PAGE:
Keck Medicine of USC among first in U.S. to offer bronchial thermoplasty for long-lasting control of severe asthma in adults
March 10, 2014
LOS ANGELES — A new procedure at Keck Medicine of USC may give people with severe, uncontrolled asthma a much-needed breath of life. The medical center is among the first in the United States to offer bronchial thermoplasty, an outpatient treatment that provides long-lasting control of this chronic disease.
USC was one of 39 participating sites in a landmark clinical trial of the Alair Bronchial Thermoplasty System that showed a 32 percent reduction in asthma attacks after treatment. Approved by the U.S. Food and Drug Administration (FDA) in 2010, the system is the first medical device that uses radiofrequency energy to treat severe and persistent asthma in select patients ages 18 and older.
“Patients who suffer from persistent, uncontrollable asthma have few treatment options to adequately manage their disease,” said pulmonologist Richard Barbers, M.D., professor of clinical medicine at the Keck School of Medicine of USC and principal investigator of the clinical trial at USC. “There is no cure for the disease, but bronchial thermoplasty has been shown to improve a patient’s quality of life by reducing his or her asthma attacks and asthma-related hospitalizations and emergency room visits.”
The airways of people who have asthma can become swollen and narrowed, making breathing difficult. The Alair system, manufactured by Boston Scientific, uses mild heat to reduce the thickness of smooth muscle in the airways, improving a patient’s ability to breathe. It is a minimally invasive procedure that involves insertion of a small tube into the patient’s lungs via the nose or mouth. To benefit, patients will need to undergo three, hour-long sessions over the course of two months to target different areas in the lungs. Each session is done under moderate sedation, and the patient generally returns home the same day.
In the United States, asthma affects 22 million people, accounting for 2 million emergency room visits, 500,000 hospitalizations and 4,000 deaths every year. According to the Asthma and Allergy Foundation of America (AAFA), managing unstable asthma consumes over $18 billion of healthcare resources each year.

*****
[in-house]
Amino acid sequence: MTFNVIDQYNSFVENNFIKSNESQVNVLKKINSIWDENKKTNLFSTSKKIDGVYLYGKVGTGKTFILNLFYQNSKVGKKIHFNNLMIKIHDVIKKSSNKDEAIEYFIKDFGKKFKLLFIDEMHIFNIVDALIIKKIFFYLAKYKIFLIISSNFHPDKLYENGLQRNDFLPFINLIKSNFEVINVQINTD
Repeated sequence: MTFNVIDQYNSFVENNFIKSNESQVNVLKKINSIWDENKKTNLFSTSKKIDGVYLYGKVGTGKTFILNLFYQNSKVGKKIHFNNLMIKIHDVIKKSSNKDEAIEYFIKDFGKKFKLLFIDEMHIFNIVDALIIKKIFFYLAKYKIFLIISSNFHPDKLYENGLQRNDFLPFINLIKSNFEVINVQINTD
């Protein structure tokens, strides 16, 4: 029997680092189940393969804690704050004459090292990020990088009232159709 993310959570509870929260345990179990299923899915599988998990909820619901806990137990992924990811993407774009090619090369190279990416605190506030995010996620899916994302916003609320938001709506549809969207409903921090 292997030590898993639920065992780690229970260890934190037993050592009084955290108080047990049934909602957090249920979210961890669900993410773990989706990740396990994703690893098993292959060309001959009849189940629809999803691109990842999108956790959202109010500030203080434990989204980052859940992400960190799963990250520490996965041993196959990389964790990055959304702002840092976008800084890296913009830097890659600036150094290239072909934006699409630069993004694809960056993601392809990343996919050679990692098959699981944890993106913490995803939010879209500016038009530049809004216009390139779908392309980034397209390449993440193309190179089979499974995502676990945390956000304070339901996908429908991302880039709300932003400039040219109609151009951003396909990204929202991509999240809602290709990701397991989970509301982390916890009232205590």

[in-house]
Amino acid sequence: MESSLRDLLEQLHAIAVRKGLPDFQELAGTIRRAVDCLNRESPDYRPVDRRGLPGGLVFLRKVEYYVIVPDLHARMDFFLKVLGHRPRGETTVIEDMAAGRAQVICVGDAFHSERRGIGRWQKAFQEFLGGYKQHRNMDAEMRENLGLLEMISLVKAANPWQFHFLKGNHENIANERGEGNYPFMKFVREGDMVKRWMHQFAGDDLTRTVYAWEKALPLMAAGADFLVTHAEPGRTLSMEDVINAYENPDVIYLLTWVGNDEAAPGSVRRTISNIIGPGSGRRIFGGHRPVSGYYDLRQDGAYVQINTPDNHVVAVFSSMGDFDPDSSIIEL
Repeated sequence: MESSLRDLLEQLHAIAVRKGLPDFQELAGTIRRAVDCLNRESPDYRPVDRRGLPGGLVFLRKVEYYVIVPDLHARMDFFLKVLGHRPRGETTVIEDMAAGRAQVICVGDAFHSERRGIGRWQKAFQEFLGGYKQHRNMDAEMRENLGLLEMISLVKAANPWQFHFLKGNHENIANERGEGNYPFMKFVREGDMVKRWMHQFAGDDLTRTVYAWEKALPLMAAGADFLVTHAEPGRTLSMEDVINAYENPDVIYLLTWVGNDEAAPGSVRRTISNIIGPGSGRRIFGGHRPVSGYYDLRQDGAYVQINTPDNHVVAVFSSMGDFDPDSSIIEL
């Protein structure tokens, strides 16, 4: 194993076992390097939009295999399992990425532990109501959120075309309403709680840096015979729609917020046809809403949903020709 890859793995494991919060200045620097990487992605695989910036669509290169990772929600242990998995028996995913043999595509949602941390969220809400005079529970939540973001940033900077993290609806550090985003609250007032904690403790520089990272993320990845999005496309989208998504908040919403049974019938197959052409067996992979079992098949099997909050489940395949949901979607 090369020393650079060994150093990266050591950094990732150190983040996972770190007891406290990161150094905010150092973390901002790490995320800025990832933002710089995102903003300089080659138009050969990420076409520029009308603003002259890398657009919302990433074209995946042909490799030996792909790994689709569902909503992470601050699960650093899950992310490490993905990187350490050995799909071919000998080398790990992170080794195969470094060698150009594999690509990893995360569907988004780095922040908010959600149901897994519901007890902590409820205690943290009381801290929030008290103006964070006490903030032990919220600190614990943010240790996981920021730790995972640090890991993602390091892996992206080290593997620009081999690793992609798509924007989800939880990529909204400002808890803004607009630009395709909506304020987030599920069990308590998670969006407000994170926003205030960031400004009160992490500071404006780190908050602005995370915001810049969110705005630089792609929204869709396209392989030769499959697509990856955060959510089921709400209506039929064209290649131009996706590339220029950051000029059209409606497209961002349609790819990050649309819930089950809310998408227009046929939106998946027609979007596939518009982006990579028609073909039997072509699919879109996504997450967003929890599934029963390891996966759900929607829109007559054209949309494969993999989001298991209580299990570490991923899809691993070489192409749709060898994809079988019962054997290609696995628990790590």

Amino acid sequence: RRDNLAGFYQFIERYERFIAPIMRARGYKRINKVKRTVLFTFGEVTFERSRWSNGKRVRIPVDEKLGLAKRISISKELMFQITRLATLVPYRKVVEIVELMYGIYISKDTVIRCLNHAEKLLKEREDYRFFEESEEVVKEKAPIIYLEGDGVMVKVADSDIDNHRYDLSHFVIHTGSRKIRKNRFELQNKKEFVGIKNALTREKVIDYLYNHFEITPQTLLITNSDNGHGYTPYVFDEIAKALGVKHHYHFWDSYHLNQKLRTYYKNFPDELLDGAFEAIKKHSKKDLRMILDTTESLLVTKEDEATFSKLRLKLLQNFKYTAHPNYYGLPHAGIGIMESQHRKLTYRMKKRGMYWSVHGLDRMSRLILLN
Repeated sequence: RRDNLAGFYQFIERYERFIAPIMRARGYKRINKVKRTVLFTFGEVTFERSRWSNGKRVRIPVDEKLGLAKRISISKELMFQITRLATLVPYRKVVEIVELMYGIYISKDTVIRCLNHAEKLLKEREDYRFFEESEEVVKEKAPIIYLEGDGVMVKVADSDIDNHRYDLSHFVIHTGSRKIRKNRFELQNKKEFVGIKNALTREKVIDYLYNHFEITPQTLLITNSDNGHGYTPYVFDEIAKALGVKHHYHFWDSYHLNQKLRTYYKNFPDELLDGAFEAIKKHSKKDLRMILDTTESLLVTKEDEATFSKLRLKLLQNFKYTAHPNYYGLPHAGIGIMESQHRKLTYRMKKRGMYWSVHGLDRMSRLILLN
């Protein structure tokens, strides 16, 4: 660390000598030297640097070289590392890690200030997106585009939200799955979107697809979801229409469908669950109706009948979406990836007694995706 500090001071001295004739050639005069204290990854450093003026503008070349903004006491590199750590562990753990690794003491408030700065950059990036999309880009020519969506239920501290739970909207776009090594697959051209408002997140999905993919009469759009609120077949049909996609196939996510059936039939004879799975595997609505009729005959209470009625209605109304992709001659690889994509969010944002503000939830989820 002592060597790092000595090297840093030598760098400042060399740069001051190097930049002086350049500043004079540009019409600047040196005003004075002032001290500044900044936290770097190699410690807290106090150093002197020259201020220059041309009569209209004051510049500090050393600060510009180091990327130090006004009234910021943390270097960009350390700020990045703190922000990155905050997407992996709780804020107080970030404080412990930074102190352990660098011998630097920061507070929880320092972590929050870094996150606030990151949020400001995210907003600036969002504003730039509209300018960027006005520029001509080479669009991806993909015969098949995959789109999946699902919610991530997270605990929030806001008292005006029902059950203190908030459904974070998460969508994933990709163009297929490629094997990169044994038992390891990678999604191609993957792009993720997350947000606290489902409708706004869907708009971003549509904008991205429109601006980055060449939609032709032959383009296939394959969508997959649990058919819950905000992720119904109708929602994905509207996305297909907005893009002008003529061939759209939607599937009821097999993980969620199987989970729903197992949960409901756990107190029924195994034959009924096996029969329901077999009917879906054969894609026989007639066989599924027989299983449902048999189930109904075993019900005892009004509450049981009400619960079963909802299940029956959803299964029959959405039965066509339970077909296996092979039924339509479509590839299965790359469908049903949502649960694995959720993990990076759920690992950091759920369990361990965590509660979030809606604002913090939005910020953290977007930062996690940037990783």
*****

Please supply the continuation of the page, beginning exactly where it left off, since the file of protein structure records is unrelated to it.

“Asthma is a life-long condition that can dramatically affect a person’s quality of life,” said Scott Evans, Pharm.D., M.H.A., CEO of Keck Hospital of USC and USC Norris Cancer Hospital. “At USC, our doctors and staff are committed to finding innovative ways to restore our patients’ health. Bronchial thermoplasty is one example of that commitment, providing an option for people who have so few available to breathe comfortably.”
Bronchial thermoplasty is designed to reduce the number of severe asthma attacks on a long-term basis. The most common side effect is an expected temporary increase in the frequency and worsening of respiratory-related symptoms during treatment. The system is not recommended for asthma patients with a pacemaker, internal defibrillator or other implantable electronic device. Nor is it recommended for patients with known sensitivities to lidocaine, atropine or benzodiazepines. Patients should be stable and suitable to undergo bronchoscopy.
Image: Airways before and after bronchial thermoplasty treatment. Courtesy Boston Scientific
Note to editors: Patient testimonials, video, animations and artwork available upon request.
ABOUT KECK MEDICINE OF USC
Keck Medicine of USC is the University of Southern California’s medical enterprise, one of only two university-owned academic medical centers in the Los Angeles area. Encompassing academic, research and clinical entities, it consists of the Keck School of Medicine of USC, the region’s first medical school; the renowned USC Norris Comprehensive Cancer Center, one of the first comprehensive cancer centers established in the United States; the USC Care Medical Group, the medical faculty practice; the Keck Medical Center of USC, which includes two acute care hospitals: 401-licensed bed Keck Hospital of USC and 60-licensed bed USC Norris Cancer Hospital; and USC Verdugo Hills Hospital, a 158-licensed bed community hospital. It also includes outpatient facilities in Beverly Hills, downtown Los Angeles, La Cañada Flintridge, Pasadena, and the USC University Park Campus. USC faculty physicians and Keck School of Medicine departments also have practices throughout Los Angeles and Orange counties. The Keck Medicine of USC world-class medical facilities are staffed by nearly 600 physicians who are faculty at the renowned Keck School of Medicine of USC and part of USC Care Medical Group. They are not only clinicians, but cutting-edge researchers, leading professors and active contributors to national and international professional medical societies and associations.